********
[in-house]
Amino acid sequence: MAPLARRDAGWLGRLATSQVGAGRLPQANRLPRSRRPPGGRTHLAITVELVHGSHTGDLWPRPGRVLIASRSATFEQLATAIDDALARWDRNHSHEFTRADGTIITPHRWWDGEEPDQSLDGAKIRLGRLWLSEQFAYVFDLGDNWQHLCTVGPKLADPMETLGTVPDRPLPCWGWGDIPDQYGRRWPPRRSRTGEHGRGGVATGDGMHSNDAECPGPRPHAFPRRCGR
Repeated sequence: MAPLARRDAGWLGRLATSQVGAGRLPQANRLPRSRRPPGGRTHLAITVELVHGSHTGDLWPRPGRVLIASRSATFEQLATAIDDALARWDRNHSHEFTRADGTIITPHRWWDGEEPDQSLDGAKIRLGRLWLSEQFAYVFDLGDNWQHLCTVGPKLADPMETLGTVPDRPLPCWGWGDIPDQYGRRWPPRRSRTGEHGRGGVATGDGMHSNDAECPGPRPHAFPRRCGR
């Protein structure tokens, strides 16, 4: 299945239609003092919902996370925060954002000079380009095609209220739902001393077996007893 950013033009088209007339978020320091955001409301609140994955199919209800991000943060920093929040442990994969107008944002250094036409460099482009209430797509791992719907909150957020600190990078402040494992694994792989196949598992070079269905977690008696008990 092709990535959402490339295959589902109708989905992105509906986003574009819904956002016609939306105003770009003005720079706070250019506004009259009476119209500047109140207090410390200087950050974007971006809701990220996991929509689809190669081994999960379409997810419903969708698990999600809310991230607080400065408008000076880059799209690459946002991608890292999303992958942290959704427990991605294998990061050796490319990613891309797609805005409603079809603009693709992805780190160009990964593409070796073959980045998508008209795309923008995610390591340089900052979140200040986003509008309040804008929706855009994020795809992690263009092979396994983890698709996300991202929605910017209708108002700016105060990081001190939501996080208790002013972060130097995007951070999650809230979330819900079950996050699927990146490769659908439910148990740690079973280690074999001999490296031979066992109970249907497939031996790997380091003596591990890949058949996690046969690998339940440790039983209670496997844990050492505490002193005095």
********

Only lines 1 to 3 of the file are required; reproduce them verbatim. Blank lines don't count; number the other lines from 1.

[in-house]
Amino acid sequence: MAPLARRDAGWLGRLATSQVGAGRLPQANRLPRSRRPPGGRTHLAITVELVHGSHTGDLWPRPGRVLIASRSATFEQLATAIDDALARWDRNHSHEFTRADGTIITPHRWWDGEEPDQSLDGAKIRLGRLWLSEQFAYVFDLGDNWQHLCTVGPKLADPMETLGTVPDRPLPCWGWGDIPDQYGRRWPPRRSRTGEHGRGGVATGDGMHSNDAECPGPRPHAFPRRCGR
Repeated sequence: MAPLARRDAGWLGRLATSQVGAGRLPQANRLPRSRRPPGGRTHLAITVELVHGSHTGDLWPRPGRVLIASRSATFEQLATAIDDALARWDRNHSHEFTRADGTIITPHRWWDGEEPDQSLDGAKIRLGRLWLSEQFAYVFDLGDNWQHLCTVGPKLADPMETLGTVPDRPLPCWGWGDIPDQYGRRWPPRRSRTGEHGRGGVATGDGMHSNDAECPGPRPHAFPRRCGR